Mike: Have you done any experimenting bringing multiple location chats into a single desktop, messaging interface so that you can have one person respond to 10, 20 or 30 location chats? Have you tested that yet?
Krystal: Not yet, but that's the way where we're going, is having a single team respond to the chats across multiple locations. It's just with the questions we've seen today on just Q and A not even enabling the chat features, I think brands are nervous to enable it to encourage that type of communication until they have everything zipped up on their end. Some of them are still getting a handle on what's going on with Facebook, or even the reviews on Google. And they're still just thinking reviews are Yelp.
So for a large enterprise business it's still a challenge, but as you said, a lot of this is only available on mobile. And I think now's the time to really test and experiment before it gets on desktop so that there's details around it, there's a plan, and you do have some type of history with what's going on before it's going to be unleashed to everyone.
Mary: And I think that this gives the little guys another opportunity -- the big brands are waiting, they're trying to get all their little ducks in a row. And if you're somebody who can just jump in and start doing this, competing against a big brand, it may give you a little leg up in being "the guy" rather than the corporation being the local guy who can help people.
Krystal: I think that's a great point. You talk about competing with Amazon. I think this is a great point to show small businesses. They are equipped to handle this kind of things if you have a couple locations or a single location. This is where they have that opportunity now and it's not going to be the service that they get from Amazon, so this is a great competitive advantage.
Mike: So this is a final question before we wrap. So if a business had a location or locations that aren't ranking well, are there any tips you might provide to improve their visibility prior to the holiday season?
Krystal: Yeah. I would say once you've gotten your foundational pieces taken care of, it's going to be adding additional color -- so the images, get really rich content there. Use the Google Posts so that as users see your listing, they're going to be more engaged versus having just basic details, stock photos. I don't think that's going to encourage users to interact more on a listing. And that's really the key, is getting them more engaged to increase the eyeballs on your listing to make it more attractive so it rises in the SERPS.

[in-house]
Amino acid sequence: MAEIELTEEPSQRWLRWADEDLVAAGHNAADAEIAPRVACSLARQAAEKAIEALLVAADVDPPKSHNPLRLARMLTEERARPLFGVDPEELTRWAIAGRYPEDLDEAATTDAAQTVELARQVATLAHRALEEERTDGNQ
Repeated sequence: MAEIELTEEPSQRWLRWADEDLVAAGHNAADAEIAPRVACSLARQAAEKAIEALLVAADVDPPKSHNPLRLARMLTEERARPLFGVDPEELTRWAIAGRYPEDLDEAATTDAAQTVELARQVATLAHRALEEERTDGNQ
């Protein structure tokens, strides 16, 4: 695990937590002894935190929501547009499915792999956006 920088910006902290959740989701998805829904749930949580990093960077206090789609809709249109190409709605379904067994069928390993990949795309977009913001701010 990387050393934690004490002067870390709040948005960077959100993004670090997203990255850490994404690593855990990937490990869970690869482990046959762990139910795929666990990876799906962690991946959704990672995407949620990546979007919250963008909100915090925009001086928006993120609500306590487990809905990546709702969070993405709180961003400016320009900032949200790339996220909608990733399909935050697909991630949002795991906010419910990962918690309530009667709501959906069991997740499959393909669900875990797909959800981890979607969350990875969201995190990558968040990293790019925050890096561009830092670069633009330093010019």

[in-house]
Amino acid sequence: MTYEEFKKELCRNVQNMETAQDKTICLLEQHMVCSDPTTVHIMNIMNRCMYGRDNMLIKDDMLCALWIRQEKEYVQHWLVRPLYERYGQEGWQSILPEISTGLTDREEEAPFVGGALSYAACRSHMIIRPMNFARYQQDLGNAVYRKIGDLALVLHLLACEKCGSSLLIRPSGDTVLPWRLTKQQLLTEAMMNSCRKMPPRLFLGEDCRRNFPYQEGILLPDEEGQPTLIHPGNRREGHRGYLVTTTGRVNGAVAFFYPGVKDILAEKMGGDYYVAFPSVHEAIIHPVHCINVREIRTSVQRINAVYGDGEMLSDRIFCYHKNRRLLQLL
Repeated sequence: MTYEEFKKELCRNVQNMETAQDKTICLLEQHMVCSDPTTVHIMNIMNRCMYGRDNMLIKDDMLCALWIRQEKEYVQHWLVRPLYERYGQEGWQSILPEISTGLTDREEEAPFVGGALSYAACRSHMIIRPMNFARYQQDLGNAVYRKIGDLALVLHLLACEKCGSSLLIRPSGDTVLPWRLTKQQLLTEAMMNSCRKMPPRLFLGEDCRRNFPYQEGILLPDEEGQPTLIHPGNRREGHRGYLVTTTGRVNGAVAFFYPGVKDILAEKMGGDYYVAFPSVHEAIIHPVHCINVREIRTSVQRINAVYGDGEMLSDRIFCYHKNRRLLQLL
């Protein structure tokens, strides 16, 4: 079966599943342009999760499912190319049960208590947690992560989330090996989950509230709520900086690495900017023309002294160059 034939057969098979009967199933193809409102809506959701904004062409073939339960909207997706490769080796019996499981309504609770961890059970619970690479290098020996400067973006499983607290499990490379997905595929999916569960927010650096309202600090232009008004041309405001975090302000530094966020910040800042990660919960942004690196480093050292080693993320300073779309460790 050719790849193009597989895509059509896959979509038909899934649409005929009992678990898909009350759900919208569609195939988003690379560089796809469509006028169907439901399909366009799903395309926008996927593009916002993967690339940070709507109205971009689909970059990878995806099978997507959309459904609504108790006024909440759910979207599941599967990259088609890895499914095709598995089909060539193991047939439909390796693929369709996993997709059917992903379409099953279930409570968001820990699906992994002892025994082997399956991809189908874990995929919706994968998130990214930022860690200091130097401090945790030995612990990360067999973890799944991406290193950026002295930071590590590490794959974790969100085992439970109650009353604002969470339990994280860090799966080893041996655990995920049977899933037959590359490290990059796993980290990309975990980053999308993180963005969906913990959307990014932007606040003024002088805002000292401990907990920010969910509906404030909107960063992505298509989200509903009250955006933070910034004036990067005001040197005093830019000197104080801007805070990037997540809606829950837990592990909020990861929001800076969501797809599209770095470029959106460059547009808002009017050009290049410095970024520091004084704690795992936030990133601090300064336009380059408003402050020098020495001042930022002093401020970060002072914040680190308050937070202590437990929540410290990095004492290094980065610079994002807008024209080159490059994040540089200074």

Mike: Did you say you think a user interaction with a Knowledge Panel...user interaction frequency actually increases rank, is that what you're saying?
Krystal: Yeah, I'm definitely saying that's helpful in terms of trying to increase it in a period of time that's, you know, holidays are creeping up on us. Rank is a long-term thing. It's not like you can do these couple things then you're going to get to the top of the page, first position. But if you have a new location that's having trouble ranking and all the other locations have a ton of user-generated content, they have great reviews or at least reviews -- if your location is not showing, it's going to be hard for users to even find it and leave reviews. Or they may create a rogue listing because they don't see you. So I think getting all the details there, adding additional content. There's the new Local Guide program where you get your listing up there and there's going to be some local guides there leaving some details on your listing that's helpful for users.
Mike: Right. So you're saying if you're Walmart, you want all your employees to go out and start clicking on that new location and interacting with it, huh? Well...
Krystal: Precisely. There you go.
Mike: All right. Well, thank you very much for joining us, Krystal. I know you're going to be joining us at LocalU Advanced in November, so we will actually get to meet you in person which will be a great pleasure for us. Thanks again for joining us, and we'll see you soon. Bye, bye.
Krystal: Exactly. Thanks so much.
Mary: Thank you, Krystal.
Krystal: See you guys soon. Bye.
Mike: Bye, bye.
Read Krystal's GoogleMyBusiness Holiday Checklist.